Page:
Standing L-R: Rondell Torres (Senior Sustainable Business Manager, Unilever), Mitch Cao (Secretary, Linis-Ganda), Joemar Capili (Environment Specialist II, Quezon City Environment Protection and Waste Management Department), Karla Ramos (Planning Officer, Quezon City Environment Protection and Waste Management Department), Atty. Angela Edralin (Environmental Performance and Community Relations Director, Republic Cement)
Seated L-R: Roberto Paligutan (Quezon City Environment Multi-purpose Cooperative Chairman, Linis-Ganda) Lumen Teves (Vice Chairwoman, Linis-Ganda) Ed Sunico (Vice President for Sustainable Business and Communications, Unilever), Lavin Gonzaga (Community Relations and Sustainability Manager, Unilever)
Unilever Philippines launched “Misis Walastik” in 2012, making this the longest-running environmental sustainability program of the company.
Misis Walastik is a community-based waste collection program for flexible plastics, such as sachets, plastic bags, and other single-use packaging, with an incentive to encourage proper waste management.
The program is now present in over 370 barangays across Metro Manila and nearby provinces through partnerships with local governments, private organizations, and other stakeholders in the waste value chain. One of these highly valued partners is Linis Ganda, the widest junkshop network in the Philippines with a stronghold in Quezon City.
Under the program, each junkshop or recycler part of the Linis Ganda network has a designated area of collection and their Eco Aides— your traditional “mag-kakariton” who collects newspapers, bottles and other recyclables that go from house to house to gather the items for reselling and processing. Eco Aides have been upskilled as Information and Education champions through provision of training and communication materials which they use to engage households to participate in the program.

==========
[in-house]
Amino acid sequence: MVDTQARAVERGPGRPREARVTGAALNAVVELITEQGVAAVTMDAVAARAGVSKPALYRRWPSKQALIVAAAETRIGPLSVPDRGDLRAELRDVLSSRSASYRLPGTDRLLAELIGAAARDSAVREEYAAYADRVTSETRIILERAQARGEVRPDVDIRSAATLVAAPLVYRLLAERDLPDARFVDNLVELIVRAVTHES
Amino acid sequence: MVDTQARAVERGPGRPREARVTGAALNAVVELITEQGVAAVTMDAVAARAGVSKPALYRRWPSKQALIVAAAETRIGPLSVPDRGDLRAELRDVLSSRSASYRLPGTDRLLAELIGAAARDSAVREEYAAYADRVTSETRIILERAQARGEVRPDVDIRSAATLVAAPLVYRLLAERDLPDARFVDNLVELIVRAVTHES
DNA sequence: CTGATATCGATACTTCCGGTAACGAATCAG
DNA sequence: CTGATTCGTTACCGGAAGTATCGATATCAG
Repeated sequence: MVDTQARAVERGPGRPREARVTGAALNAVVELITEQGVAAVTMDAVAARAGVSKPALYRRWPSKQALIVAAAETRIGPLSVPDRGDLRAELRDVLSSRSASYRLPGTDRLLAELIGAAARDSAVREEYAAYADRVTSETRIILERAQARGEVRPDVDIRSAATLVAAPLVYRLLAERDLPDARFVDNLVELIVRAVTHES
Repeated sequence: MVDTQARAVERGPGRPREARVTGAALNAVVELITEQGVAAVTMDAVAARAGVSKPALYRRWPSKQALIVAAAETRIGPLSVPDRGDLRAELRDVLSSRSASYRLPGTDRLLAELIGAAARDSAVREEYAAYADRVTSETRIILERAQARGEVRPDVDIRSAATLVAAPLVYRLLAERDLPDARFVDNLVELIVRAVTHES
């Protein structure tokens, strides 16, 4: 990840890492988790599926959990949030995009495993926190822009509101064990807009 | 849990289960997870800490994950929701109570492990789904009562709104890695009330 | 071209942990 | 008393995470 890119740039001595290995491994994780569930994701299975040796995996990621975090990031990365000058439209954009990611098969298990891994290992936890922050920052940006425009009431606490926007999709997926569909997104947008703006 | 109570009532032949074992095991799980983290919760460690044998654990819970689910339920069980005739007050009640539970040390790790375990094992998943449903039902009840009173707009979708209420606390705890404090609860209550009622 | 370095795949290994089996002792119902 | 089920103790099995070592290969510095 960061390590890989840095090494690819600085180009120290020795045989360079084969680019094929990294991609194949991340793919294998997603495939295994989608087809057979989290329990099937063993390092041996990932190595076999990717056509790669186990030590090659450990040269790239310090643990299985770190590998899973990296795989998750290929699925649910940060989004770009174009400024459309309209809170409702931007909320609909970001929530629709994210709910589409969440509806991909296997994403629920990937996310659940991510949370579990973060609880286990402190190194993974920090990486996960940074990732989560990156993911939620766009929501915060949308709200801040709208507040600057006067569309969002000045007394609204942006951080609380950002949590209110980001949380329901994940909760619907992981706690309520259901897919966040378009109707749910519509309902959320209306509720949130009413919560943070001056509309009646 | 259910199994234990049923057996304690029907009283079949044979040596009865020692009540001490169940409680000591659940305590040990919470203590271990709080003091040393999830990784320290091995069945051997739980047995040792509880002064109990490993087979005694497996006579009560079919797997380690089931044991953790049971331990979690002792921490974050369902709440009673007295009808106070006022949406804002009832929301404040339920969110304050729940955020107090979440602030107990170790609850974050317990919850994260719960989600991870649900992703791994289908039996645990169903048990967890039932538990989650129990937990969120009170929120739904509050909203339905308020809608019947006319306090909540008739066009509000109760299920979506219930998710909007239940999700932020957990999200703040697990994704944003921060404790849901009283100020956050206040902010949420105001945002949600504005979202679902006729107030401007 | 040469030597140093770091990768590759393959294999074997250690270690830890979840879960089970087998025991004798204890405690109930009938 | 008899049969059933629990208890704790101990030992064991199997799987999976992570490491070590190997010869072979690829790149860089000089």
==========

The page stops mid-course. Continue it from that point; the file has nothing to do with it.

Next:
Applying the principles KOLEK (“collect”), KILO (“weigh”) and KITA (“pay / earn”) in Surf Misis Walastik, each household segregates and collects flexible packaging waste then turns it over to their roving Ecoaide.
Households are given a cash incentive for every kilo of plastic thus providing additional income for both the informal waste sector and participating households.
Plastic waste that are otherwise discarded are now collected and matched with an incentive, similar to how other recyclables are recovered.
Utilizing the junkshop network and infrastructure in place, the Surf Misis Walastik program is able to scale faster in areas where residents are already practicing waste segregation and recycling.
Now entering its third year, the Unilever and Linis Ganda partnership has successfully collected over 230MT of plastic waste and provided incentives near Php2M.
Truly, partnerships for purpose last when it is both good for the people and the planet.